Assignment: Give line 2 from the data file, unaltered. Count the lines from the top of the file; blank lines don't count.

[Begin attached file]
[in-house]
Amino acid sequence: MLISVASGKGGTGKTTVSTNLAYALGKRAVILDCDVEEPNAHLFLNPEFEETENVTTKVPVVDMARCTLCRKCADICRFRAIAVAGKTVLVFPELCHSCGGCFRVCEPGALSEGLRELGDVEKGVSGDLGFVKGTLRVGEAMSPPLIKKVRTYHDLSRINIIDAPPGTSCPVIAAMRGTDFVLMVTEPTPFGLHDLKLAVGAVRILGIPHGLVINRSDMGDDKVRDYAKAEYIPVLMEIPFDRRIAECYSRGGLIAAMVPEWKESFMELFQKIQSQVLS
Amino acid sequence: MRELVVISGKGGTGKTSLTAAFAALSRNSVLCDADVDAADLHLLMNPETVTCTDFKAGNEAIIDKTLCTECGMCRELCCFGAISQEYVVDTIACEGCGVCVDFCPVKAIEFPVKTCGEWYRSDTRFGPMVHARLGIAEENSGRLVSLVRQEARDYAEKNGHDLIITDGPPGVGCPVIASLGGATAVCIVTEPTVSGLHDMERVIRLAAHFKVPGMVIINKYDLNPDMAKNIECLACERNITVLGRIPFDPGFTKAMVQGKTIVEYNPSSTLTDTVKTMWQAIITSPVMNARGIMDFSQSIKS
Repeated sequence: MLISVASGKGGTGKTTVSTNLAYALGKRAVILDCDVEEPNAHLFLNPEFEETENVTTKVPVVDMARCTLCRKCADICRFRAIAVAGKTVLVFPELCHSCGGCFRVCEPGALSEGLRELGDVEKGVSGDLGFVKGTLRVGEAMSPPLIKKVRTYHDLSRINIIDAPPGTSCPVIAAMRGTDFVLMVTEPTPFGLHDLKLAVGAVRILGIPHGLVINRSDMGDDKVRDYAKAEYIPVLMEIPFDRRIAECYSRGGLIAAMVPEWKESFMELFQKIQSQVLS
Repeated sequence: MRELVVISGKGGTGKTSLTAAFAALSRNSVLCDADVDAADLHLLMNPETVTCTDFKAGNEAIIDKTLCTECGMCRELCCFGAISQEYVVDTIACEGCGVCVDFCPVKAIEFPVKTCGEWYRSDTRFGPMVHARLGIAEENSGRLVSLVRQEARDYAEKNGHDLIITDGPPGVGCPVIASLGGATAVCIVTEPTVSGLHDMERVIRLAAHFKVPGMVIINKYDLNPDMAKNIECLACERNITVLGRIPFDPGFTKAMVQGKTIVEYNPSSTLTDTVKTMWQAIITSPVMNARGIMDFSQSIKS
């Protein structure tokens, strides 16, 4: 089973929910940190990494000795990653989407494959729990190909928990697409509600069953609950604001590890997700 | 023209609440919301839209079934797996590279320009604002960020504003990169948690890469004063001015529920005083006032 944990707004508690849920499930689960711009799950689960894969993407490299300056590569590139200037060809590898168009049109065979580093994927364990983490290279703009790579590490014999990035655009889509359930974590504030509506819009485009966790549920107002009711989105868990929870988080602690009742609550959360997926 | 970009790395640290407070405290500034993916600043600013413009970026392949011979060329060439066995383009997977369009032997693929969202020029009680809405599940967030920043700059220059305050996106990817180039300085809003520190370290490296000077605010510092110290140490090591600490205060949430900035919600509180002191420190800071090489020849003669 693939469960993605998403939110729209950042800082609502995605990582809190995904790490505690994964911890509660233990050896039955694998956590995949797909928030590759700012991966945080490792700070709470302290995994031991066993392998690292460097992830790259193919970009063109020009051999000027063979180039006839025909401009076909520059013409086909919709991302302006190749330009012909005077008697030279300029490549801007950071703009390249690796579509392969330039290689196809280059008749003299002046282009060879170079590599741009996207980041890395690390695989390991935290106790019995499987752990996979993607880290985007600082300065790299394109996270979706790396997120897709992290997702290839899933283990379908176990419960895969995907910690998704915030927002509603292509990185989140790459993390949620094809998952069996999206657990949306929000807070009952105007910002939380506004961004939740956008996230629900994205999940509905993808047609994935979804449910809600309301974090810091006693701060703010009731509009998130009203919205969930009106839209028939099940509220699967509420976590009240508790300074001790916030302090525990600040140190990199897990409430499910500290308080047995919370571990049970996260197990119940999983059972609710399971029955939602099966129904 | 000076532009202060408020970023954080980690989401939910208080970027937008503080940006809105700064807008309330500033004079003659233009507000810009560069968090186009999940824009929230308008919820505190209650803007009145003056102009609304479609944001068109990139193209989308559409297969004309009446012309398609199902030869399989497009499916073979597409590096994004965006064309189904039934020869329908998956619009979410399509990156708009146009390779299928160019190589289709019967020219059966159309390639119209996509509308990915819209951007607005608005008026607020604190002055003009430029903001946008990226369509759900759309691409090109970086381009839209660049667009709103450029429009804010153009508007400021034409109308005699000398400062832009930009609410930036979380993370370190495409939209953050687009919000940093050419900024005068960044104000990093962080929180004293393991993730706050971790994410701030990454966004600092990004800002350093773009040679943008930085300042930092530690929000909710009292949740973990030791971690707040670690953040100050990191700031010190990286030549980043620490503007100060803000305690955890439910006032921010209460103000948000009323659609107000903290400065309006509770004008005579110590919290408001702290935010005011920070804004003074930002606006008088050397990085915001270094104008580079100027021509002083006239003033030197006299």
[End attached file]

Amino acid sequence: MLISVASGKGGTGKTTVSTNLAYALGKRAVILDCDVEEPNAHLFLNPEFEETENVTTKVPVVDMARCTLCRKCADICRFRAIAVAGKTVLVFPELCHSCGGCFRVCEPGALSEGLRELGDVEKGVSGDLGFVKGTLRVGEAMSPPLIKKVRTYHDLSRINIIDAPPGTSCPVIAAMRGTDFVLMVTEPTPFGLHDLKLAVGAVRILGIPHGLVINRSDMGDDKVRDYAKAEYIPVLMEIPFDRRIAECYSRGGLIAAMVPEWKESFMELFQKIQSQVLS